Glasflugel H.301 Libelle
In 1954 Eugen Hänle was then Assistant Professor Ulrich Hütter in a company engaged in the manufacture of large wind turbines for electricity production. The design of the 17 meter blades used fiber reinforced plastic glass.
With this experience, Eugen Hänle established Glasflügel in 1957, to produce helicopter rotor blades for Bölkow.
Meanwhile, Hütter had developed the H-30TS glider, derived from the H-30, with a modified fuselage to accommodate a small BMW turbojet and a new wing of 15 m with plastic flaps, but with glued aluminum sheet metal spar. Hänle then used the molds to produce wings in the Schempp-Hirth workshop. Two sets of wings with glass fiber spar were made. One of the wings was the first H-301 Libelle (or Dragonfly), other than the first Swiss Diamond, with its original 15 m wingspan.
Designed by Wolfgang Hutter and Eugen Hanle, the Libelle first flew on 6 March 1964 and became the first fiberglass sailplane to receive an U.S. ATC. Although of Standard Class span, its camber-changing flaps and manually retractable monowheel put it into the Open Class; it could, however, be flown with flaps up and wheel locked down to conform with the then Standard Class rules. The two-piece cantilever mid wings are glass-reinforced plastic/balsa sandwich structure with a single spar web and no ribs; the glassfibre spars are joined at the fuselage by a tongue/fork type of junction which was later to be adapted in a number of other sailplane designs. The mass-balanced ailerons are linked differentially with the flaps, and there are Hütter air brakes, each 8 ft 2.5 in long, forward of the flaps. The wing leading edge has a compartment for water ballast, of which 110 lb can be carried.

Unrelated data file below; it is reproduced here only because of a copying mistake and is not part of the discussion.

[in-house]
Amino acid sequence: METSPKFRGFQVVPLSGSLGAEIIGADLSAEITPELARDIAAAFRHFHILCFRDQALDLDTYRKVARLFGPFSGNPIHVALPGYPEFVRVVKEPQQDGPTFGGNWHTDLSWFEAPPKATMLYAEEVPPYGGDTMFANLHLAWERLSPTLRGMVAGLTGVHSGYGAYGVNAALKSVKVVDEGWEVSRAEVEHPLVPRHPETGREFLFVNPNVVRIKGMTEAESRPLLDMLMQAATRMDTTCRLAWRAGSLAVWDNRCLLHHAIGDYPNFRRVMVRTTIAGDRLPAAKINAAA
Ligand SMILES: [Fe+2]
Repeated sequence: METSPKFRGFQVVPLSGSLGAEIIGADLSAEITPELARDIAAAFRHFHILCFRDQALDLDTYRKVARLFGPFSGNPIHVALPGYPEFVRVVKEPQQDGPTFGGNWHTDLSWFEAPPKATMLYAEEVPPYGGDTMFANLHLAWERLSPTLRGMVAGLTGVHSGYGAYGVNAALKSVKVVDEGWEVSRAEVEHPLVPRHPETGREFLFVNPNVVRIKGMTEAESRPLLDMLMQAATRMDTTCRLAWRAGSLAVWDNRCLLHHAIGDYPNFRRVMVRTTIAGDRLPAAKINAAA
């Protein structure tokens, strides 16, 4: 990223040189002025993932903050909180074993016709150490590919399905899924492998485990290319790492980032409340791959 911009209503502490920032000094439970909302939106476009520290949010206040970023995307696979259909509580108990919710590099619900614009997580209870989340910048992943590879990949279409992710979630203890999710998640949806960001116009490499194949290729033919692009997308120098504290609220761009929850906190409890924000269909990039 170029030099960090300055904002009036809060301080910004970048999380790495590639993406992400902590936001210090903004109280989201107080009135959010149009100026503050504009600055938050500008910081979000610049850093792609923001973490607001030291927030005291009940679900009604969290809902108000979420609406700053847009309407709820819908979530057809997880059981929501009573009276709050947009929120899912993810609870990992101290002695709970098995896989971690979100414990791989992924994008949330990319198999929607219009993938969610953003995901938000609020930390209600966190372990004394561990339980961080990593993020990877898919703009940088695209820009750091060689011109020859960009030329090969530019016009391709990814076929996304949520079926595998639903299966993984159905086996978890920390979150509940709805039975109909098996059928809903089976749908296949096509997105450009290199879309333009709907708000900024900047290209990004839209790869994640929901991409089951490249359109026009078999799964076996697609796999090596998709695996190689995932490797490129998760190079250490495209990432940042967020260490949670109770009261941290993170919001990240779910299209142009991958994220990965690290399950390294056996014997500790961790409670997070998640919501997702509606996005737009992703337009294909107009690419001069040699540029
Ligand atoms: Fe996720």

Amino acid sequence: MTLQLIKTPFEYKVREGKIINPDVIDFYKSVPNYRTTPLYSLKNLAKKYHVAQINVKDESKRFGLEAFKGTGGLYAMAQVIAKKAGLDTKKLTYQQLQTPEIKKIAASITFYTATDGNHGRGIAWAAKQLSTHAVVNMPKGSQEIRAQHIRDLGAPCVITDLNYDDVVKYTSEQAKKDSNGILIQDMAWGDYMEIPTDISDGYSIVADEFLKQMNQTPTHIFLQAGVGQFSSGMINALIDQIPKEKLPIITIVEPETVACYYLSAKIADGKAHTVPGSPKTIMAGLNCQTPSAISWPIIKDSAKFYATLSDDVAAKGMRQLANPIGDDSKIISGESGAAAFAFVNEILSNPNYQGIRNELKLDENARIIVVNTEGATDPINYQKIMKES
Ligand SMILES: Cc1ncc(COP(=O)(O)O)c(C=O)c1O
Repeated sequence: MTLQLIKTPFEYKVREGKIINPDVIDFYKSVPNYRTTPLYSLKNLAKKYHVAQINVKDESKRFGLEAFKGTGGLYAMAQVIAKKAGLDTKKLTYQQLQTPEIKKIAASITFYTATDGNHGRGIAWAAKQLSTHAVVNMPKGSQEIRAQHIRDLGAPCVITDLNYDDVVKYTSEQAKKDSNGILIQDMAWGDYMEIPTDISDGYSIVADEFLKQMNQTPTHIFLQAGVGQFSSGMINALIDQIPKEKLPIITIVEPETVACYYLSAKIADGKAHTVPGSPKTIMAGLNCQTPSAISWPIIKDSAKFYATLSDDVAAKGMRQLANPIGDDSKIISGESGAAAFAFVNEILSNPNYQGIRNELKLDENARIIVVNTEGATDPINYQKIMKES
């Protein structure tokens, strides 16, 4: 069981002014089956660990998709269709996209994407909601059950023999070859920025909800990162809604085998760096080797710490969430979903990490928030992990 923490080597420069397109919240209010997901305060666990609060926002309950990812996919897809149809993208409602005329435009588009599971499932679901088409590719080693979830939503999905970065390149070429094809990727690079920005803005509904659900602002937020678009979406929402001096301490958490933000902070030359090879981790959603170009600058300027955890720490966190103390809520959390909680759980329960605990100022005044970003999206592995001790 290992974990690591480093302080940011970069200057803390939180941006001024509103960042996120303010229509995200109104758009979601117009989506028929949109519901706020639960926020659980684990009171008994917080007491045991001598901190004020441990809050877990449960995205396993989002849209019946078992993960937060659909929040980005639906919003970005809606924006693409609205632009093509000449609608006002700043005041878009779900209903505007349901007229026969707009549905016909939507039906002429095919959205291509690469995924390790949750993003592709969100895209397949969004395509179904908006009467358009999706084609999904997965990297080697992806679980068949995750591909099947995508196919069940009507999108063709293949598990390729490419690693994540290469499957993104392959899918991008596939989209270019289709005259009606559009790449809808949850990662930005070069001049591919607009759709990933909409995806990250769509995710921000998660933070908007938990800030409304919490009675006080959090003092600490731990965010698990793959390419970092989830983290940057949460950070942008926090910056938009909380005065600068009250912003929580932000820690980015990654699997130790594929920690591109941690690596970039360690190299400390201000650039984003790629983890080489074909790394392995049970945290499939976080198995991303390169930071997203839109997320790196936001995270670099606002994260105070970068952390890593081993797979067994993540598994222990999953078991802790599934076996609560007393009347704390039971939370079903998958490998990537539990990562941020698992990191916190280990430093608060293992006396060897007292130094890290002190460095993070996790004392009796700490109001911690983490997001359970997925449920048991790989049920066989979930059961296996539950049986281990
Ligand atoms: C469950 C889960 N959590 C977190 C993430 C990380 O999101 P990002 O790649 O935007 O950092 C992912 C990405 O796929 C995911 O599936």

The fuselage is an all-glassfibre monocoque with balsa and synthetic foam and an integral fin; and the rest of the tail unit is of the same type of construction as the wings. The pilot sits in a semi-reclining position under a rearward-sliding one-piece canopy to reduce fuselage cross-section and hence drag, and a slightly higher canopy could be fitted if the customer so desired; there is provision for radio and oxygen, and the seat backrest and rudder pedals are adjustable in flight. The monowheel is mounted on a glassfibre shock absorber and has a brake; it is supplemented by a sprung tailskid or tailwheel.
In 1969 Soaring magazine readers voted the Libelle the World’s most beautiful sailplane. The H 301 Libelle has camber-changing flaps and was able to compete both in the Open Class and, with locked flaps, in the Standard Class.
A total of 111 Libelles had been built when production finally ceased in 1969.
Wing span: 15 m / 49.2 ft
Wing area: 9.5 sq.m / 102.25 sq.ft
Length: 20 ft 4 in
Height: 2 ft 7.8 in (wheel up)
Empty Weight: 180 kg / 397 lb
Payload: 120 kg / 264 lb
Max speed: 155 mph (smooth air)
Max aero-tow speed: 84 mph
Gross Weight: 300 kg / 661 lb
Wing Load: 31.25 kg/sq.m / 6.4 lb/sq.ft
Aspect ratio: 23.6
L/DMax: 39 at 95 kph / 51 kt / 59 mph
MinSink: 0.55 m/s / 1.8 fps / 1.07 kt at 46.5mph